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[blog] Events o' Plenty
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Air Offline
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[blog] Events o' Plenty
One of the less obvious things that has plagued Pcsx2's compatibility over the years is its event handling system. The system in place as of 0.9.6 is adequate for interpreter-based emulation but is not well-equipped to handle the methods that a recompiler uses to manage cpu cycle updates. This is something we aim to fix in the coming weeks.

Cycle-based Timing Explained

All cpus have a cycle rate, which is typically the Mhz/Ghz values you're most familiar with when talking about any cpu. An i7 clocked at 2.83ghz has a 2.83ghz cycle rate. Now, the actual throughput of instructions can vary greatly since each cycle of the cpu consists of several stages and multiple piplines, each of which can have dependency stalls and has varying rules for when such stalls occur. The cycle rate, however, is always 2.83ghz. Because cycle rates are a known constant, they make a good barometer for synchronizing the activities of a multi-processor design like the Playstation 2.

Why do Recompilers Complicate Event Testing?

Recompilers work as a significant speedup over interpreters by doing two things:
  • Recompile the machine code of a emulated CPU (in our case MIPS instructions) into code native to the host machine (ix86 instructions).
  • Prefetch and pre-decode emulated instructions, and inline them into blocks.

The thing recompilers are most well-known for -- recompiling to native machine code -- is actually the less effective of the two things recompilers do for speeding up emulation. The primary speedup typically comes from the prefetching and inlining of instructions, which in addition to eliminating the instruction fetch/decode stage (by far the slowest part of any interpreter), also allows for cross-instruction optimizations such as constant propagation and register caching/mapping. In other words, a recompiler is effectively executing emulated instructions in pre-compiled bursts. This is so important to performance that a recompiler without block-level execution would hardly be any faster than an interpreter.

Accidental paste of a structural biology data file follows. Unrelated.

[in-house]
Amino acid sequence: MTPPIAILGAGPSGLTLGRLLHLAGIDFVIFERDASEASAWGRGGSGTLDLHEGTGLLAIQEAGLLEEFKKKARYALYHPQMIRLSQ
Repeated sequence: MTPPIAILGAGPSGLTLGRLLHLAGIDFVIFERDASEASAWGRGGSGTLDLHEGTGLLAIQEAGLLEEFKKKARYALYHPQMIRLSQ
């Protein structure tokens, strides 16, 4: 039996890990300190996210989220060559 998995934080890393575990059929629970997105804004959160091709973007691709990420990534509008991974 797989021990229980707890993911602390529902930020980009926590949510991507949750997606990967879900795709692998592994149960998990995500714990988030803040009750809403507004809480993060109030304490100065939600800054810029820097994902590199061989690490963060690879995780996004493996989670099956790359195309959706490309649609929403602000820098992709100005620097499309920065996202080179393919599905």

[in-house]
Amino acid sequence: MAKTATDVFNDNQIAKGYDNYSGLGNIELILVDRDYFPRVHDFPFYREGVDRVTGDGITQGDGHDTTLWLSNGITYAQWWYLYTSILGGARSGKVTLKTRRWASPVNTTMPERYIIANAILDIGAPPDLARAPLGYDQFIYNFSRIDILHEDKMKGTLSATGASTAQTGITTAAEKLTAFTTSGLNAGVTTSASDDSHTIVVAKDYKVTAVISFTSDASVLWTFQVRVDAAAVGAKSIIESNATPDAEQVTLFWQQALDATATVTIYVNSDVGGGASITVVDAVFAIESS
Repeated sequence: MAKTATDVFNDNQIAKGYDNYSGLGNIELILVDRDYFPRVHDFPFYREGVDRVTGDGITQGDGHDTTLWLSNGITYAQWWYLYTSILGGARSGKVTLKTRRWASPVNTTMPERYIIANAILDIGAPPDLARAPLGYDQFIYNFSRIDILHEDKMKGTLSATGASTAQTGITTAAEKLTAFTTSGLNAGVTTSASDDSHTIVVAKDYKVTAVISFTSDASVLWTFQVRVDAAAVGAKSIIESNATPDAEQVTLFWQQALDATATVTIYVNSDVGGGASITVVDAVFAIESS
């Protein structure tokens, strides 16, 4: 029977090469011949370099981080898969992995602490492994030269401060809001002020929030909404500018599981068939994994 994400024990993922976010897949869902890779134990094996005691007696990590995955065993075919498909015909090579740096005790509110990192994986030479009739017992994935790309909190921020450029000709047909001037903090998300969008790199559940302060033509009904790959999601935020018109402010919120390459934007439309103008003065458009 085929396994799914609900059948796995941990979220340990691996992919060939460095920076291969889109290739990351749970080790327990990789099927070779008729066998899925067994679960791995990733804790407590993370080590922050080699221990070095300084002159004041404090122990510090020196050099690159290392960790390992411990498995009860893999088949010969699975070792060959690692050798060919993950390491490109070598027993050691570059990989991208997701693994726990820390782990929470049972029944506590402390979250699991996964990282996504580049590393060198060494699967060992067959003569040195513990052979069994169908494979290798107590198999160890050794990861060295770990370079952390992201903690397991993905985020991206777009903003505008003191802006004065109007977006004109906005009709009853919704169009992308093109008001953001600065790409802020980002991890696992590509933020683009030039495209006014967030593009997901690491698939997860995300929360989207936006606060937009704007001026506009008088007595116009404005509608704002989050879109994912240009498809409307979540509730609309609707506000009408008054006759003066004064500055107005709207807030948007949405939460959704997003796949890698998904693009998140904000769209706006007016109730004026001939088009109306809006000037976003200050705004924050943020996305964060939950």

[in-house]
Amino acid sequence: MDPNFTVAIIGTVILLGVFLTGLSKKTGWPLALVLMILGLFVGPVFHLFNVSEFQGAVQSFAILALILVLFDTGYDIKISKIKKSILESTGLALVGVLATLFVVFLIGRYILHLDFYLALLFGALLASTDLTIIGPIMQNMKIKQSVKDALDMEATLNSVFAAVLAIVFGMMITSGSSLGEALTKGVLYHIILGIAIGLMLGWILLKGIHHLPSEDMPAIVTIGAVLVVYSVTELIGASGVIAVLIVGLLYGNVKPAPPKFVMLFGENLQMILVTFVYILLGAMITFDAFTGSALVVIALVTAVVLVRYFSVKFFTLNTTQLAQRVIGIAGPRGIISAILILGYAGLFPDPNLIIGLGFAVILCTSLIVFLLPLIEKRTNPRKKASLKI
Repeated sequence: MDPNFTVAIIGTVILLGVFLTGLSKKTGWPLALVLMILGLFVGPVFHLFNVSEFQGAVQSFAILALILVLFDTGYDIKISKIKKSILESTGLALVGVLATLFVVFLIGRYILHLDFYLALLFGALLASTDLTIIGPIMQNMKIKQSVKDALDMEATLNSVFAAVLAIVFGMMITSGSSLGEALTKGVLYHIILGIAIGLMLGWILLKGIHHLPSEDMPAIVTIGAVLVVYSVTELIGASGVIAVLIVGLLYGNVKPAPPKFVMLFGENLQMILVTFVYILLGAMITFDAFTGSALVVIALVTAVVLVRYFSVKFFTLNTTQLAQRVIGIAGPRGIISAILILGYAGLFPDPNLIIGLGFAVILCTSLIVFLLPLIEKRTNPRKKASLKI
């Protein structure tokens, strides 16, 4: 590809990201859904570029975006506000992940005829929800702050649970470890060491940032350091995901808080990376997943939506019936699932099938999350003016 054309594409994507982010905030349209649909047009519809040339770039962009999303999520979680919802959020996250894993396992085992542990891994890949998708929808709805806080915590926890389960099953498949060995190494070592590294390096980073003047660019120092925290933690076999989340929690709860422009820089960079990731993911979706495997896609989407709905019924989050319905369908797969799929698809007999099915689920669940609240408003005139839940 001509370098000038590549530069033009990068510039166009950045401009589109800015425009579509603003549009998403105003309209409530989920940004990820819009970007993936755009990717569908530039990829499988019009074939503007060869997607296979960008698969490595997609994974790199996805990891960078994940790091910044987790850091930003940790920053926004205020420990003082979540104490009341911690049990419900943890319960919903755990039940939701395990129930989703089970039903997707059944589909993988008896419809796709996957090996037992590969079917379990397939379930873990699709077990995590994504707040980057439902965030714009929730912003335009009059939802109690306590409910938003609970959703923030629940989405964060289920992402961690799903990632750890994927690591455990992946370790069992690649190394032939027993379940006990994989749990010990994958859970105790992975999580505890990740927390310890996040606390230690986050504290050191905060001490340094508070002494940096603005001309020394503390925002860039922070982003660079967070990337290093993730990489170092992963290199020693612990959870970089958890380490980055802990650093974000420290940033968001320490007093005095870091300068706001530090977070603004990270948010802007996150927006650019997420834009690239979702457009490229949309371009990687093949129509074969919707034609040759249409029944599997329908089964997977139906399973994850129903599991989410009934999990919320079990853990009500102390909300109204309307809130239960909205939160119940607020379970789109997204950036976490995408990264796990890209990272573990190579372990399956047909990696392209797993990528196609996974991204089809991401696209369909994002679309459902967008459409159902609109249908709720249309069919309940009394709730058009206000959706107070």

As part of the design of block-level execution, the recompiled code only updates cpu cycle counts and tests for scheduled events at block boundaries. Blocks typically span 5 to 35 cycles, but in some cases can span a hundred cycles or more. When the subsequent Event Test is performed, several scheduled events may be pending execution. This is where problems can occur: The current event system implemented into Pcsx2 executes all pending events in no particular order, leading to events being executed out-of-order when multiple events time-out during a single block. Typically most events don't have dependencies on each other, or games don't use them in a way that execution order matters. But sometimes they do, and in those cases behavior can be unpredictable, or can cause the game to fail outright. To make matters worse, the pending events typically don't know how late they are, and will re-schedule subsequent events in increasingly belated fashion. The current implementation of EE and IOP counters have tons of complicated code meant to compensate for this limitation (both slow and were nearly impossible to get right).

The fix for this is to use an event system I'll call decremental delta time. It has three advantages:
  • Makes it easy to execute events in scheduled order regardless of the amount of time which has passed since the last Event Test.
  • Maintains relative cycle scheduling at a high level so that none of the events being re-scheduled "lose time" due to belated block-boundary event testing.
  • Simplifies event handling on all levels, and provides significant speedups for event testing and event dispatching.

It's hard to know beforehand just how beneficial in-order execution of events will be. I'm anticipating that it might actually fix a few emulation problems on the IOP recompiler in particular, since it has a slow cycle rate and also has a handful of events which can have potential inter-dependencies. For that reason I'll be implementing the system first into the IOP, and then when all the chinks in its armor are worked free we'll port the EE side of the emulator over to it.

Jake Stine (Air) - Programmer - PCSX2 Dev Team
(This post was last modified: 06-02-2009 12:34 PM by Air.)
06-02-2009 12:25 PM
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Eison Offline
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Post: #2
RE: [blog] Events o' Plenty

(06-02-2009 12:25 PM)Air Wrote:  One of the less obvious things that has plagued ...

Hi, I just have some questions if u don't mind.
1. "the recompiled code only updates cpu cycle counts and tests for scheduled events at block boundaries, ... When the subsequent Event Test is performed, several scheduled events may be pending execution. ... if events have dependencies on each other, behavior can be unpredictable", so u propose a method called "decremental delta time", I found when DMA channel raise a event, it will call: